Scandura marketed his theory as the first to approach the understanding of human learning from a deterministic point of view as opposed to a probabilistic one. In other words, Scandura believed it possible to identify the conditions under which human behavior could be predicted and controlled with near certainty. He opens his book, Structural Learning: Theory and Research, with the following statement:
In spite of the diversity which presently exists in behavioral theorizing, reference to probabilistic notions is all-pervasive. Even support at the .05 significance level is often enough to elicit whoops of glee from most cognitive theorists. Given this milieu, it is not too surprising that…no one seem to have seriously pursued the possibility that deterministic theorizing about complex human learning may actually be easier than stochastic theorizing. And yet, this is precisely what in my own work I have found to be the case (Scandura, 1973, p. 1).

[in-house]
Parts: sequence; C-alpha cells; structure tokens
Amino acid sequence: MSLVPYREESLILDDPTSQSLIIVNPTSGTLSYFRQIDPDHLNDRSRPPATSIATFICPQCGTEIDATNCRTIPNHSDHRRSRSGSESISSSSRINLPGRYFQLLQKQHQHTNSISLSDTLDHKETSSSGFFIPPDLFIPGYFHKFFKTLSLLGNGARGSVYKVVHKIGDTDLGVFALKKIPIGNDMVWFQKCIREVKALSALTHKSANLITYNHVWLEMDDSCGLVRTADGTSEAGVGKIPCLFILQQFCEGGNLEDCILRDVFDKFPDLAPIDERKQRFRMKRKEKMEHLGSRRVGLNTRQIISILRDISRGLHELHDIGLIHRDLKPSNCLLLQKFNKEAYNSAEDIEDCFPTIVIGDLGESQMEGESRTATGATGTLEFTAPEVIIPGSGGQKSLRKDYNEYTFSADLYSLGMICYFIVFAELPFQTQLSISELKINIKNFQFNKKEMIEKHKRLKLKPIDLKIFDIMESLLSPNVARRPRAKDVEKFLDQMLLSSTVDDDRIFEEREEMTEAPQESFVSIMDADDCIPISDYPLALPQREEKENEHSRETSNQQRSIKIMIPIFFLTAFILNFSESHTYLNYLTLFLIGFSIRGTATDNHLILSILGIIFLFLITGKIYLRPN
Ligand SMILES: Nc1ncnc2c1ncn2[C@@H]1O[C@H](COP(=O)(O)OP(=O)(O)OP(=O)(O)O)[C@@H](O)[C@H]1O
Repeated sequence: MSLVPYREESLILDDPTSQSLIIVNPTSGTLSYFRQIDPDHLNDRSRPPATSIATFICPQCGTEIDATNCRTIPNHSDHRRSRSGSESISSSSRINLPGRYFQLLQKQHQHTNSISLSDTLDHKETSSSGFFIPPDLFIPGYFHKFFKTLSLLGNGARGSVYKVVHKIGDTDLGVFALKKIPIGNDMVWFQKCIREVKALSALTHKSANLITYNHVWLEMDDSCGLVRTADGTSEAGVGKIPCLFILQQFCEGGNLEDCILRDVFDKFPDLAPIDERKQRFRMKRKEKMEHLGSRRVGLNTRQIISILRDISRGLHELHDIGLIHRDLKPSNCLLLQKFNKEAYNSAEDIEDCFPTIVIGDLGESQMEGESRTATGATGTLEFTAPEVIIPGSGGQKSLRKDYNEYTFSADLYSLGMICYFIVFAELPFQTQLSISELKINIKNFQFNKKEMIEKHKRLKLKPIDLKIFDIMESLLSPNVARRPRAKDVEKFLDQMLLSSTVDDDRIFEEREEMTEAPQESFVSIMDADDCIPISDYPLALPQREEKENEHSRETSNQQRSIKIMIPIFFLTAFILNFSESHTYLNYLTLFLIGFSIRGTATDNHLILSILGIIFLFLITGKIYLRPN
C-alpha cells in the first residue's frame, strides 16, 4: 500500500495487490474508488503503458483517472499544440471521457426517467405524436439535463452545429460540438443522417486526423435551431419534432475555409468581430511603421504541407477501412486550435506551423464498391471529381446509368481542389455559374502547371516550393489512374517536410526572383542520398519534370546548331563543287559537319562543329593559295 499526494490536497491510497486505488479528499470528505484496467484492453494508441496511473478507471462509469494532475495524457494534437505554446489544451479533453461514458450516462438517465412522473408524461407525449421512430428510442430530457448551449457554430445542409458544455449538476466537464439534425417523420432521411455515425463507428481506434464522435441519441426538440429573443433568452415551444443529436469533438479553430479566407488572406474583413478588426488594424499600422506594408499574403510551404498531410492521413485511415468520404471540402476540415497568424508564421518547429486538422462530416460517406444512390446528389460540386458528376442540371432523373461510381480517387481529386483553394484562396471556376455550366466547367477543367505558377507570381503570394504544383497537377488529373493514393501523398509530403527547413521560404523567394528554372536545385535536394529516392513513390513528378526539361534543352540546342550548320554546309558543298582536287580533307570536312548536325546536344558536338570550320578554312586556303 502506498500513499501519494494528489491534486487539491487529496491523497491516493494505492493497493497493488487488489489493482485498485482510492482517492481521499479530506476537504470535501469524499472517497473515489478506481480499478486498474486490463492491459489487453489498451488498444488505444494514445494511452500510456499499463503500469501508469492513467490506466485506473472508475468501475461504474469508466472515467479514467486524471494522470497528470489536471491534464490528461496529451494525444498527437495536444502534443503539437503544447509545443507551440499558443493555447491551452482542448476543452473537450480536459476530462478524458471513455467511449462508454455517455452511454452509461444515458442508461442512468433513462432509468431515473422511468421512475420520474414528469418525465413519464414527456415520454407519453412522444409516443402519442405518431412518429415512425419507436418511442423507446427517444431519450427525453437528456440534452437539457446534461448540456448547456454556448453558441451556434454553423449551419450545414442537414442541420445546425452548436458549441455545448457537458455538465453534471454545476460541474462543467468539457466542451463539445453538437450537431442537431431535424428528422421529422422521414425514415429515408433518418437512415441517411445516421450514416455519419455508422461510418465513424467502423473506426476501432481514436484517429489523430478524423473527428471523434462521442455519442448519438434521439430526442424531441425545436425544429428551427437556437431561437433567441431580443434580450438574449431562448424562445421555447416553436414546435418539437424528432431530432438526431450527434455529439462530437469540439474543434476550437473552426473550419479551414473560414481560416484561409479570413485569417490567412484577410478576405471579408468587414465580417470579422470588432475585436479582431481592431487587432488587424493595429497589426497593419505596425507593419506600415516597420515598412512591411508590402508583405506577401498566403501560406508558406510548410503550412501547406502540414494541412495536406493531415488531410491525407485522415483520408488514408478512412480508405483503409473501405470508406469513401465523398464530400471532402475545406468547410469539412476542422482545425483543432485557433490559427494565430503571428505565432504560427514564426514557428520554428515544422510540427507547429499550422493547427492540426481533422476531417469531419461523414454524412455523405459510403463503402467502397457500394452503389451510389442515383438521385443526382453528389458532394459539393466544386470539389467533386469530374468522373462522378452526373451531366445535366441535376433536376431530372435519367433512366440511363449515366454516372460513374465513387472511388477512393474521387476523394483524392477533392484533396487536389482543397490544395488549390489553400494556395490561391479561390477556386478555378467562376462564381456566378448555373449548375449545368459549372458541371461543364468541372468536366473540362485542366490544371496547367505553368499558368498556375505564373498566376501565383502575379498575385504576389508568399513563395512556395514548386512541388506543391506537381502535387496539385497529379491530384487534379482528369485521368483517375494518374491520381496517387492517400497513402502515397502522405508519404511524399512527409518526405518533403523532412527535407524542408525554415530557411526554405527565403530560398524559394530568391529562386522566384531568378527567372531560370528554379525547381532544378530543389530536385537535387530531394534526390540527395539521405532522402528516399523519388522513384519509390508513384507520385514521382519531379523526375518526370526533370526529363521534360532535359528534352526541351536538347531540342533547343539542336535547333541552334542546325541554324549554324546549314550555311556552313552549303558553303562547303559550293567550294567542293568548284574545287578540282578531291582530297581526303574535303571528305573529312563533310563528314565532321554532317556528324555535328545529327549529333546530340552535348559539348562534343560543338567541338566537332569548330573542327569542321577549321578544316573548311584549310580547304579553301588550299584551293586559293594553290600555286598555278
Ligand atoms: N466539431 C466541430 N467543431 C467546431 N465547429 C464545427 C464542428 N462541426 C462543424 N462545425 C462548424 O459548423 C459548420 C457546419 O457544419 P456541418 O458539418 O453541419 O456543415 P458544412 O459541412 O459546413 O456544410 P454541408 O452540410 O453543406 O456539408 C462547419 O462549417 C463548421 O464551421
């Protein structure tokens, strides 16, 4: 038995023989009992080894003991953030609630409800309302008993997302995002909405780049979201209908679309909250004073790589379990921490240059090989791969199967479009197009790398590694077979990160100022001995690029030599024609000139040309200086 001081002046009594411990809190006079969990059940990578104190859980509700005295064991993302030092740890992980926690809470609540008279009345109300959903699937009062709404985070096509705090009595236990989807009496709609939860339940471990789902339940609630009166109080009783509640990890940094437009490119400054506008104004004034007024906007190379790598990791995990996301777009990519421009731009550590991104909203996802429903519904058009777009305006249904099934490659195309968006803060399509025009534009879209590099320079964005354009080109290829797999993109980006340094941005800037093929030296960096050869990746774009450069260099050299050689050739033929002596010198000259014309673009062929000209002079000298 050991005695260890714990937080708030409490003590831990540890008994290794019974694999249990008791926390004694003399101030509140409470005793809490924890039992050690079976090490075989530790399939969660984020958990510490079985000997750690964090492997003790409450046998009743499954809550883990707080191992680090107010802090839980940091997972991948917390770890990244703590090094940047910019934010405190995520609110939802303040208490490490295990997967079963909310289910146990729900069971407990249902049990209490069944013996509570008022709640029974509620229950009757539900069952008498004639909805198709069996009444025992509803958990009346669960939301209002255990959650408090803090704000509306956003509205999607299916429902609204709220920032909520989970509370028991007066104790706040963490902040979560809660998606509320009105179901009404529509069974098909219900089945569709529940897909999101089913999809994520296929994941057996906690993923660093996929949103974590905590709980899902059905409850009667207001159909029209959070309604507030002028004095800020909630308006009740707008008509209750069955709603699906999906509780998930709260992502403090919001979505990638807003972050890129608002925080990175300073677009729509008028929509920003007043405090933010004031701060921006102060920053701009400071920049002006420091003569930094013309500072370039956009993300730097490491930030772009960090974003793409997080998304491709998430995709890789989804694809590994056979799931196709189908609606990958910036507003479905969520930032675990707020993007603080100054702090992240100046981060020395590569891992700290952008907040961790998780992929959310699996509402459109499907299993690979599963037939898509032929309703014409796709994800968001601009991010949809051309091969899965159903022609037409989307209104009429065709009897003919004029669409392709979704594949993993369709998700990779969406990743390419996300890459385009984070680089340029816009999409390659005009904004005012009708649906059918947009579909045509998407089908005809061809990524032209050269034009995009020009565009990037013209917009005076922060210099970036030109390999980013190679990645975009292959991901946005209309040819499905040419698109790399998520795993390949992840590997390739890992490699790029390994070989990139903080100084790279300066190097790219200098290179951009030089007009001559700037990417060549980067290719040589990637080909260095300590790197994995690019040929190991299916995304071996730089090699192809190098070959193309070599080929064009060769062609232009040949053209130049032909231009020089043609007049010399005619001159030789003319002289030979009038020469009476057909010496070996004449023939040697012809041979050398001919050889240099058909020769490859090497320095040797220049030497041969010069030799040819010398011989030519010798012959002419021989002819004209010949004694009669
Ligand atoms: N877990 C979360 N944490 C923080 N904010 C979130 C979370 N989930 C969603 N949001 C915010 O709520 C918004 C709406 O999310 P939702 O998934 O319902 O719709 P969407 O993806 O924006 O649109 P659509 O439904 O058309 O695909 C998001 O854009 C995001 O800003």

What allowed Scandura to suggest that human behavior could be predicted and controlled was his belief that theory building should occur under idealized conditions. That is, Scandura eliminated the variables that might reduce certainty and predictability in human learning – mainly, our limited capacities for information processing and memory – and devised a theory to explain how learning might occur were our resources unlimited. "One of the major reasons why we have been relatively unsuccessful in devising adequate theories of complex learning and behavior, I believe, is because we have tended to tackle the problem as a whole. With a few exceptions, the possible value of ignoring the effect of memory in theorizing about…behavior has not been taken seriously by most psychologists" (Scandura, 1973, p. 171). Scandura was not suggesting, however, that memory should be excluded from theorizing altogether – although he strongly believed that memory was of minimal consequence in many real-life learning tasks – but rather that it should be considered only after theorizing at an idealized level.